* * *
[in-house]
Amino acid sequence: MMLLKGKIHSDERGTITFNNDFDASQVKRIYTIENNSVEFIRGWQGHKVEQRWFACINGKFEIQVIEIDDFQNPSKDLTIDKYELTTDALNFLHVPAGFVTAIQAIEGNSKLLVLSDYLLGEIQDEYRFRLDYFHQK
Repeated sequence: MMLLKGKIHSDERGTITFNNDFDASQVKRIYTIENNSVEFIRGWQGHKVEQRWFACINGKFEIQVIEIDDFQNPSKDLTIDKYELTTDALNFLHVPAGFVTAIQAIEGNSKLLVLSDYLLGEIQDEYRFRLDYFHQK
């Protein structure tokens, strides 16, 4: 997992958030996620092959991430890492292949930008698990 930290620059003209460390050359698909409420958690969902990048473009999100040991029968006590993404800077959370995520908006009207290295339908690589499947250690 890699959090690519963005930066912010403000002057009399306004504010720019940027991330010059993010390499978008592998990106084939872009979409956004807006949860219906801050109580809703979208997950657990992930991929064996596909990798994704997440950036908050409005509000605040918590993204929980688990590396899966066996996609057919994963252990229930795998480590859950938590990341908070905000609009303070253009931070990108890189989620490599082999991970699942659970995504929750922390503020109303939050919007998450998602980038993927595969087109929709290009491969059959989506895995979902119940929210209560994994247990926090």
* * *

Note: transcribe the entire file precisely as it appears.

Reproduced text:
[in-house]
Amino acid sequence: MMLLKGKIHSDERGTITFNNDFDASQVKRIYTIENNSVEFIRGWQGHKVEQRWFACINGKFEIQVIEIDDFQNPSKDLTIDKYELTTDALNFLHVPAGFVTAIQAIEGNSKLLVLSDYLLGEIQDEYRFRLDYFHQK
Repeated sequence: MMLLKGKIHSDERGTITFNNDFDASQVKRIYTIENNSVEFIRGWQGHKVEQRWFACINGKFEIQVIEIDDFQNPSKDLTIDKYELTTDALNFLHVPAGFVTAIQAIEGNSKLLVLSDYLLGEIQDEYRFRLDYFHQK
């Protein structure tokens, strides 16, 4: 997992958030996620092959991430890492292949930008698990 930290620059003209460390050359698909409420958690969902990048473009999100040991029968006590993404800077959370995520908006009207290295339908690589499947250690 890699959090690519963005930066912010403000002057009399306004504010720019940027991330010059993010390499978008592998990106084939872009979409956004807006949860219906801050109580809703979208997950657990992930991929064996596909990798994704997440950036908050409005509000605040918590993204929980688990590396899966066996996609057919994963252990229930795998480590859950938590990341908070905000609009303070253009931070990108890189989620490599082999991970699942659970995504929750922390503020109303939050919007998450998602980038993927595969087109929709290009491969059959989506895995979902119940929210209560994994247990926090």